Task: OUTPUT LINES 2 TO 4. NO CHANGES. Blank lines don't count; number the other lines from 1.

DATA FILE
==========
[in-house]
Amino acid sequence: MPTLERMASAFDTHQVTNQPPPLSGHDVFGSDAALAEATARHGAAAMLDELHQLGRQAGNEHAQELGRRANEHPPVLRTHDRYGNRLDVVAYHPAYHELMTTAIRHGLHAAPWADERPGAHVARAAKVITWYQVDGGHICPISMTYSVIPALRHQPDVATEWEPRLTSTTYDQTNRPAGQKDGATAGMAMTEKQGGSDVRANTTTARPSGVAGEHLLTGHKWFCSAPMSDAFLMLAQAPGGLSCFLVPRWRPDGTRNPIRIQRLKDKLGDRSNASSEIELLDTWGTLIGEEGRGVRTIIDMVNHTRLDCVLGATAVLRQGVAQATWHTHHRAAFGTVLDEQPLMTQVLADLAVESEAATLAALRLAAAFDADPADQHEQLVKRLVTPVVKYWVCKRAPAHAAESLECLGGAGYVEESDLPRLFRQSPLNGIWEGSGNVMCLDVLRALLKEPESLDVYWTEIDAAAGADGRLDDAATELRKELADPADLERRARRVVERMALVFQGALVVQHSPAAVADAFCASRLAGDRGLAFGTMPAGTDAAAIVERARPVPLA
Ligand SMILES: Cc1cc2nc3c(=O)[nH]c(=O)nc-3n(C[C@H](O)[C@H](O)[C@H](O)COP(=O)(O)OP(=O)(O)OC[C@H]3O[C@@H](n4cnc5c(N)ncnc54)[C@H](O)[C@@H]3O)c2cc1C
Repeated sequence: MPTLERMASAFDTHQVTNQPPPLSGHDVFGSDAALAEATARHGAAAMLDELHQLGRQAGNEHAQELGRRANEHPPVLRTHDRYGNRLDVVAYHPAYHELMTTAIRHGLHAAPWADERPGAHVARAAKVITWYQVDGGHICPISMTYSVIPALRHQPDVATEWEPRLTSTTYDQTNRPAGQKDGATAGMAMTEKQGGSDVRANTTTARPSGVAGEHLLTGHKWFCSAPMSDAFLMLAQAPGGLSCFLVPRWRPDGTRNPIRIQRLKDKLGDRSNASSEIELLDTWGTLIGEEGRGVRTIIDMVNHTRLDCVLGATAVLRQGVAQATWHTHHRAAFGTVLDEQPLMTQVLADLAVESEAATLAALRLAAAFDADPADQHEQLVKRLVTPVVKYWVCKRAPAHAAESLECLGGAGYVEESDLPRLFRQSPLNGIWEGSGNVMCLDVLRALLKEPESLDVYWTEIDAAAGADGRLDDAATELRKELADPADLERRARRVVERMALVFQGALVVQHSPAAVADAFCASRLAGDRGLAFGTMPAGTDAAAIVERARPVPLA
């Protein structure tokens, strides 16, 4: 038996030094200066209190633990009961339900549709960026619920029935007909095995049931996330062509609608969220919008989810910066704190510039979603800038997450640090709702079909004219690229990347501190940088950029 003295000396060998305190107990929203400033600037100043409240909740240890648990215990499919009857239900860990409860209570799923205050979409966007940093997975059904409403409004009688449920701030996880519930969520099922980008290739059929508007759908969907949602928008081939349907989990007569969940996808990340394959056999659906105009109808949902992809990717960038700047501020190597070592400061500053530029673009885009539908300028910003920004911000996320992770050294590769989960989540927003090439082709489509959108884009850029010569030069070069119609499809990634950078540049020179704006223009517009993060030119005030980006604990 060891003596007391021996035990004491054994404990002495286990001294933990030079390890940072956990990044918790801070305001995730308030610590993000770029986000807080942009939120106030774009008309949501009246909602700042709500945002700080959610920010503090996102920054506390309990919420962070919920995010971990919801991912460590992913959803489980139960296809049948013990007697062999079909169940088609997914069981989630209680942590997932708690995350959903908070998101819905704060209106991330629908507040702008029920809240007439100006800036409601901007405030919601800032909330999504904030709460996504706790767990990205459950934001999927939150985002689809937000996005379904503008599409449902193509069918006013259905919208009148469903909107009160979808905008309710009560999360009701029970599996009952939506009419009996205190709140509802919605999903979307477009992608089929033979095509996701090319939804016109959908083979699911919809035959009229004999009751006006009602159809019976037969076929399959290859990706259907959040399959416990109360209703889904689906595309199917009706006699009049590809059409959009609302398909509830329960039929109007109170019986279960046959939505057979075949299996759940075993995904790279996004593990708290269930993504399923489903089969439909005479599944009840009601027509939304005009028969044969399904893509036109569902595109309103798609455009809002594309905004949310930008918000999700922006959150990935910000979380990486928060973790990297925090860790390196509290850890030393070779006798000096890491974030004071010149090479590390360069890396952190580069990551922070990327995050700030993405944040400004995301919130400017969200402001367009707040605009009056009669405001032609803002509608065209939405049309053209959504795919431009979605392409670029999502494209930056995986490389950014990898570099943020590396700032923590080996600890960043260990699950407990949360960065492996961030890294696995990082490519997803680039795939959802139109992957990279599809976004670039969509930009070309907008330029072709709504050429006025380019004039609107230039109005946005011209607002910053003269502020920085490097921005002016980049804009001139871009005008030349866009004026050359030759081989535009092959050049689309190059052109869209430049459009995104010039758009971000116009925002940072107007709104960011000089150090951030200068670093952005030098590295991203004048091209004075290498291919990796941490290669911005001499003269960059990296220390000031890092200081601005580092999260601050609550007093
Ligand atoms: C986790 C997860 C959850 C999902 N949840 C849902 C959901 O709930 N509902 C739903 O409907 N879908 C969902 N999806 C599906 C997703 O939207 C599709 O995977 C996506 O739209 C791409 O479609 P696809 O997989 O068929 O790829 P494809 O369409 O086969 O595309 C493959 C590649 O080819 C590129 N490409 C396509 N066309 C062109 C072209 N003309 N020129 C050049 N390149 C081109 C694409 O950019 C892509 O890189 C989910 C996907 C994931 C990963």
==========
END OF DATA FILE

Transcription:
Amino acid sequence: MPTLERMASAFDTHQVTNQPPPLSGHDVFGSDAALAEATARHGAAAMLDELHQLGRQAGNEHAQELGRRANEHPPVLRTHDRYGNRLDVVAYHPAYHELMTTAIRHGLHAAPWADERPGAHVARAAKVITWYQVDGGHICPISMTYSVIPALRHQPDVATEWEPRLTSTTYDQTNRPAGQKDGATAGMAMTEKQGGSDVRANTTTARPSGVAGEHLLTGHKWFCSAPMSDAFLMLAQAPGGLSCFLVPRWRPDGTRNPIRIQRLKDKLGDRSNASSEIELLDTWGTLIGEEGRGVRTIIDMVNHTRLDCVLGATAVLRQGVAQATWHTHHRAAFGTVLDEQPLMTQVLADLAVESEAATLAALRLAAAFDADPADQHEQLVKRLVTPVVKYWVCKRAPAHAAESLECLGGAGYVEESDLPRLFRQSPLNGIWEGSGNVMCLDVLRALLKEPESLDVYWTEIDAAAGADGRLDDAATELRKELADPADLERRARRVVERMALVFQGALVVQHSPAAVADAFCASRLAGDRGLAFGTMPAGTDAAAIVERARPVPLA
Ligand SMILES: Cc1cc2nc3c(=O)[nH]c(=O)nc-3n(C[C@H](O)[C@H](O)[C@H](O)COP(=O)(O)OP(=O)(O)OC[C@H]3O[C@@H](n4cnc5c(N)ncnc54)[C@H](O)[C@@H]3O)c2cc1C
Repeated sequence: MPTLERMASAFDTHQVTNQPPPLSGHDVFGSDAALAEATARHGAAAMLDELHQLGRQAGNEHAQELGRRANEHPPVLRTHDRYGNRLDVVAYHPAYHELMTTAIRHGLHAAPWADERPGAHVARAAKVITWYQVDGGHICPISMTYSVIPALRHQPDVATEWEPRLTSTTYDQTNRPAGQKDGATAGMAMTEKQGGSDVRANTTTARPSGVAGEHLLTGHKWFCSAPMSDAFLMLAQAPGGLSCFLVPRWRPDGTRNPIRIQRLKDKLGDRSNASSEIELLDTWGTLIGEEGRGVRTIIDMVNHTRLDCVLGATAVLRQGVAQATWHTHHRAAFGTVLDEQPLMTQVLADLAVESEAATLAALRLAAAFDADPADQHEQLVKRLVTPVVKYWVCKRAPAHAAESLECLGGAGYVEESDLPRLFRQSPLNGIWEGSGNVMCLDVLRALLKEPESLDVYWTEIDAAAGADGRLDDAATELRKELADPADLERRARRVVERMALVFQGALVVQHSPAAVADAFCASRLAGDRGLAFGTMPAGTDAAAIVERARPVPLA